INTEREST ON PREJUDGMENT INTEREST

[3] The constitutional mandate for payment of just compensation after private property is taken for public use requires that the property owner be put in the same position monetarily as the owner would have occupied had the property not been taken. Sintra II, 131 Wn.2d at 655. Sintra II upheld the trial court's 1994 determination that just compensation for Sintra included prejudgment interest on the award for the temporary taking from the time it ended in 1987 to the entry of judgment in 1994. The City argues that the trial court correctly suspended the accrual of post judgment interest on the 1994 award of prejudgment interest during the four years that the appeal in Sintra II was pending. The City first relies on the interest suspension proviso in RCW 8.28.040, the statute that sets forth rules for interest in eminent domain proceedings:

Whenever in any eminent domain proceeding, heretofore or hereafter instituted for the taking or damaging of private property, a verdict shall have been returned by the jury, or by the court if the case be tried without a jury, fixing the amount to be paid as compensation for the property so to be taken or damaged, such verdict shall bear interest at the maximum rate of interest permitted at that time under RCW 19.52.020 from the date of its entry to the date of payment thereof:

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PROVIDED, That the running of such interest shall be suspended, and such interest shall not accrue, for any period of time during which the entry of final judgment in such proceeding shall have been delayed solely by the pendency of an appeal taken in such proceeding.

The literal terms of the statute favor the City. But as the Supreme Court clarified in State v. Lacey, 84 Wn.2d 33, 37,38, 524 P.2d 1351 (1974), the proviso is a special rule with limited applicability. It presumes that the owner continues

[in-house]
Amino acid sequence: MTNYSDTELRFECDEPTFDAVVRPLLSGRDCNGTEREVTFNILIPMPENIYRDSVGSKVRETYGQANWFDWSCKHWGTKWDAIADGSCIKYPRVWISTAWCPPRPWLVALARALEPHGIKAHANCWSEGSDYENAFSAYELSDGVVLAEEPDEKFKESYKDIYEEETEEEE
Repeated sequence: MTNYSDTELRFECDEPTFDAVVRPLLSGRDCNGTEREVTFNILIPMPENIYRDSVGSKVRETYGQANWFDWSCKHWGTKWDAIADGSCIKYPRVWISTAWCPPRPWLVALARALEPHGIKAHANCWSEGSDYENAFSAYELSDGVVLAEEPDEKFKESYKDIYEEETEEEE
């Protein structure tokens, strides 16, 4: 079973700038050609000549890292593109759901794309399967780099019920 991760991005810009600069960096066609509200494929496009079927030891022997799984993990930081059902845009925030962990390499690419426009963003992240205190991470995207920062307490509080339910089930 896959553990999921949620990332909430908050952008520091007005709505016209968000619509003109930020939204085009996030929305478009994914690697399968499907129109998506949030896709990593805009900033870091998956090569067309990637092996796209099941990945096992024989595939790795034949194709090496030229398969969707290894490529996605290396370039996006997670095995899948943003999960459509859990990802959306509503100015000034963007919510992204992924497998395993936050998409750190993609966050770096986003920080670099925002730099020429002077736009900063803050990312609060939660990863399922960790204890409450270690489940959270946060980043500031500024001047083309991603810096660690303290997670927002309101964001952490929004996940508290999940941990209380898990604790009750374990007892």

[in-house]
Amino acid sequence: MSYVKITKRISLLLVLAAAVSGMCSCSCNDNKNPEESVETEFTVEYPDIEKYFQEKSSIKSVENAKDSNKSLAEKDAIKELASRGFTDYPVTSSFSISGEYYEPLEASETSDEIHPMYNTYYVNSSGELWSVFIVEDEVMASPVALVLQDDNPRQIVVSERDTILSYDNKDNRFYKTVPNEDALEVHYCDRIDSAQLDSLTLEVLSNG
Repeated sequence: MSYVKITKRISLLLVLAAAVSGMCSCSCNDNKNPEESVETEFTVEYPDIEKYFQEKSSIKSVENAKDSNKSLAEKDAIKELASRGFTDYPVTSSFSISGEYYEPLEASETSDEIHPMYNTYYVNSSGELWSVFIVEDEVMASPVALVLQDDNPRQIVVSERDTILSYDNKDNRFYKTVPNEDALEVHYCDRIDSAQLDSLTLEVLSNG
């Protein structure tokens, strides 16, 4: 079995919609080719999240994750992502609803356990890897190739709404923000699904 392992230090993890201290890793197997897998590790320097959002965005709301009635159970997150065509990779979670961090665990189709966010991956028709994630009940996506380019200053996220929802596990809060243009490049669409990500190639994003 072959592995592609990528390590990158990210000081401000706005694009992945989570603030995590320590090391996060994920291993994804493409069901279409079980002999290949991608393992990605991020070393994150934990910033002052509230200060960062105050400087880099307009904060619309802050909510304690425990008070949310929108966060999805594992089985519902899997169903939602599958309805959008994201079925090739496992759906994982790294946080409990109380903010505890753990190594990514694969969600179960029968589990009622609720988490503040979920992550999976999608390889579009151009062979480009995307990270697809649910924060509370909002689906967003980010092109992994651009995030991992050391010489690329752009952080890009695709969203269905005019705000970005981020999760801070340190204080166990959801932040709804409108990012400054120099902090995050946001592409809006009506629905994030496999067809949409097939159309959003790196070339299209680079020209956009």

in the beneficial use of the property during the pendency of the appeal. Interpreted in light of the constitutional guarantee of just compensation, the proviso in RCW cannot suspend accrual of interest during the pendency of an appeal when the owner enjoys no beneficial use of the property and has nothing to substitute for it.

Sintra's just compensation included $47,809 for the City's temporary taking of Sintra's property up to 1987. As Sintra recognizes, no interest accrued on that component of the 1994 judgment because the City immediately paid $47,809 into the court registry. But Sintra's just compensation also included interest for the delay in payment between 1987 and 1994, a component that remained unpaid until 1998. During the interim, Sintra had no substitute for the property value represented by the interest component. Therefore, the special interest suspension rule in RCW 8.28.040 does not apply

The City turns next to the rules for interest on judgments in general, and particularly to the statute providing that postjudgment interest accrues from the time of the original judgment only on portions that are wholly or partly "affirmed on review":

Except as provided under subsections (1) and (2) of this section, judgments shall bear interest from the date of entry at the maximum rate permitted under RCW 19.52.020 on the date of entry thereof: PROVIDED. That in any case where a court is directed on review to enter judgment on a verdict or in any case where a judgment entered on a verdict is wholly or partly affirmed on review, interest on the judgment or on that

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portion of the judgment affirmed shall date back to and shall accrue from the date the verdict was rendered.

RCW 4.56.110(3). The City contends that interest on the

prejudgment interest component cannot date back to 1994 because the Supreme Court did not affirm the prejudgment interest award in Sintra II.